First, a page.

Stunned student faces grew wide with smiles as prizes were announced at the 8th annual Hollomon Health Innovation Challenge (HIC) hosted by the UW Foster School’s Buerk Center for Entrepreneurship. For some students a realization takes place in that moment—an internal shift from innovator to entrepreneur. Their idea receives validation, and the impact they hope it could have beyond the bench starts to come into focus. The $15,000 WRF Capital Grand Prize winning team Endozene perfectly illustrates this.
The team of bioengineering, biology, and philosophy students from the University of Washington is developing a non-invasive, low-cost diagnostic kit to accurately predict if a patient is suffering from endometriosis.
The painful and traumatic condition impacts tens of millions worldwide and usually involves expensive and invasive surgery to detect. Endozene’s solution involves the innovative use of lateral flow assays to detect microRNA in menstrual blood, similar to how pregnancy tests or rapid COVID-19 tests work.
Many of the 22 teams who showcased at this year’s Final Round shared a focus on easing patient suffering.
Judges awarded the $10,000 Herbert B. Jones Foundation Second Place Prize to AMOR (Advanced Multi-Organ Regeneration). The UW team of mechanical engineering (ME) students is developing a liver-support system that removes toxins more efficiently and offers patients more time to recover or receive a transplant. Their prototype machine is also designed to be used easily by anyone currently trained to use a dialysis machine. AMOR also represents a unique cross-disciplinary approach from within a single department. The team features undergrad, master’s level, and PhD students all studying ME.
The $5,000 Fenwick & West Third Place Prize went to OneCourt. The team features UW business, design, and electrical and computer engineering students as well as technology innovation students from the Global Innovation Exchange (GIX) program in Bellevue. OneCourt is creating a handheld device that users can grip comfortably to make live sports accessible to blind and/or visually impaired fans. The device uses a “haptic” language they developed to track what’s happening in real-time. OneCourt previously won the third-place prize in the 2022 Dempsey Startup Competition.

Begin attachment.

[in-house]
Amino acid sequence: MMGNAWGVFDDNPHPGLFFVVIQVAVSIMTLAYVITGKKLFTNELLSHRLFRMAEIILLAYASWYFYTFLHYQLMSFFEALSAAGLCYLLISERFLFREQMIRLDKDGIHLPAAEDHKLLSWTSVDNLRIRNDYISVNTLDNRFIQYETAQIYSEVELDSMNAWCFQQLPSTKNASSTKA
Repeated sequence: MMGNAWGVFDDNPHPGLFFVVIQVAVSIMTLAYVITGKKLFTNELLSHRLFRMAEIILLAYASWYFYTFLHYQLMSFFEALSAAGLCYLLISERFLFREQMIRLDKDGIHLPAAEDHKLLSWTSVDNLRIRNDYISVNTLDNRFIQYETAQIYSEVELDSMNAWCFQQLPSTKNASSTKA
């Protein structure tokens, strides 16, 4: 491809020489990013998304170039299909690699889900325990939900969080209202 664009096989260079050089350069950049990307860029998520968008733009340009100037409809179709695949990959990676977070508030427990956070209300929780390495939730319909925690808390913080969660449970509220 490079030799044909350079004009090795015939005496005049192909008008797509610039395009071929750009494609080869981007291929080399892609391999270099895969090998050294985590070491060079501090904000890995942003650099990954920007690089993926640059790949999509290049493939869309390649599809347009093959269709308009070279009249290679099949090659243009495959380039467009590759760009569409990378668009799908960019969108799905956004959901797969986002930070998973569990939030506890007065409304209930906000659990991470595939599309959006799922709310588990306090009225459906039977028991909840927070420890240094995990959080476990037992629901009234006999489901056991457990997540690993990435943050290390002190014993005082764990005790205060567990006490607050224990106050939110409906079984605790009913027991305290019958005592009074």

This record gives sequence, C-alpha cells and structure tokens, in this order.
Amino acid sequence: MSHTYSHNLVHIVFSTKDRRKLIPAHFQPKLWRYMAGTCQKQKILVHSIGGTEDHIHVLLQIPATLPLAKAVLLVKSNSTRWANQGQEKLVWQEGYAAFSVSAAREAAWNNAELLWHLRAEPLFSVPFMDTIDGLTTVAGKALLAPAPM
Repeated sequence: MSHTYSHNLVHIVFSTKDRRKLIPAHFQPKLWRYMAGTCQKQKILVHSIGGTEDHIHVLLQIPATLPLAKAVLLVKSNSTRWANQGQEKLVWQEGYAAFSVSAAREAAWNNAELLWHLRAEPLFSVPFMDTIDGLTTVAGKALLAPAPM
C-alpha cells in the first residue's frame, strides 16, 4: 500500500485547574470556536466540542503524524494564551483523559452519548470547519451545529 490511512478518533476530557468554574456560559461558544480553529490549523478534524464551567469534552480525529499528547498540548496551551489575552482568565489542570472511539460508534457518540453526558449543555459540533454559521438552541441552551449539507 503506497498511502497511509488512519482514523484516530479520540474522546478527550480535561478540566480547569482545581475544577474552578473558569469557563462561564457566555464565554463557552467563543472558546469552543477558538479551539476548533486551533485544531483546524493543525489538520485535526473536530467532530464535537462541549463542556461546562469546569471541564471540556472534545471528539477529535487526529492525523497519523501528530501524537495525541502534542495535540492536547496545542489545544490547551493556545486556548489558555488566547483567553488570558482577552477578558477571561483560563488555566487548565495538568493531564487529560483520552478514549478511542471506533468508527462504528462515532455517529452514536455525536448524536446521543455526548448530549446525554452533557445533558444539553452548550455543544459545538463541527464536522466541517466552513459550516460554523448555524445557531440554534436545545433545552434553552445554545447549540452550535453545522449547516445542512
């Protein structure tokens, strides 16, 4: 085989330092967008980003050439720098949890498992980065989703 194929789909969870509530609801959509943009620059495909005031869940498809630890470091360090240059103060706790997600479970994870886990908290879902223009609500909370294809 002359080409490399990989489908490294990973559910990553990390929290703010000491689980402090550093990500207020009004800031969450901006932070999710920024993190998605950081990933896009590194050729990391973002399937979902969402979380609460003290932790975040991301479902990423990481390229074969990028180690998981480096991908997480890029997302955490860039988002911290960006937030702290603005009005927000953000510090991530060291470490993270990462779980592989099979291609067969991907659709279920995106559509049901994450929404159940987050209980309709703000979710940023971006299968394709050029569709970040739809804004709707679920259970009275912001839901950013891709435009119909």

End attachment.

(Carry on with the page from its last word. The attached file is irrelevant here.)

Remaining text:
A total of $40,000 in prizes went to student teams who pitched and created trade show styled booths for more than 100 judges representing the health, biotech, investor, and entrepreneurial communities across the Pacific Northwest.
Judges selected LegUp Prosthetics for the $2,500 Jim & Timmie Hollomon Best Idea for Addressing Health Access & Disparities Prize. The UW team of bioengineering, informatics, and mechanical engineering students is developing a modular, adjustable, below-knee prosthetic for children in low-resource communities. The prize they received recognizes a student innovation or intervention that seeks to close the gap in health disparities for low-income and disadvantaged groups by increasing access to point-of-care healthcare services and/or addressing systemic biases within the current healthcare system.
Team GenePedia from UW took home the $2,500 Kent & Lisa Sacia Best Idea in Digital Health Prize which recognizes an innovative digital health application that has a high likelihood of being implemented in practical healthcare situations. The pharmacy, communication, marketing, and MBA students created an AI-powered assistant for genetic counselors designed to help alleviate workload and provide support throughout genetic care.
The 2023 Hollomon Health Innovation Challenge featured a brand-new addition to the list of $2,500 Best Idea Prizes that focused on patient safety and was supported by the Patient Safety Technology Challenge. Judges awarded the UW mechanical engineering students on team SmarTrach the prize for its device that wirelessly monitors a tracheostomy tube and provides alerts when airflow is obstructed.
The $2,500 IntuitiveX Best Idea for a Medical Device Prize went to Fight for 98. The team of electrical and computer engineering, biology, and technology innovation students from UW and GIX are developing a low-cost breast cancer screening device. It works by combining an innovative hardware design with machine learning algorithms to increase accuracy and availability globally. Fight for 98 also won a $1,000 Connie Bourassa-Shaw Spark Award, which recognizes teams that, in the eyes of the judges, just missed out on one of the top three awards.
The Spark Award is named for an iconic former Buerk Center director. A second $1,000 Connie Bourassa-Shaw Spark Award was awarded to team piezopulse representing UW bioengineering. The team is looking to extend the battery life of even the most advanced pacemakers through the innovative use of materials that can harvest energy from the natural pressure differences in the heart.
While eight different teams did take home awards at the event, no one left empty-handed. All teams who participated in the HIC (including those in the Screening Round) received detailed feedback from judges on how to move their innovations forward. Many will continue on by competing in the upcoming Alaska Airlines Environmental Innovation Challenge (March 30) and the multi-stage Dempsey Startup Competition (April/May) student competitions, or by applying again for the HIC next year.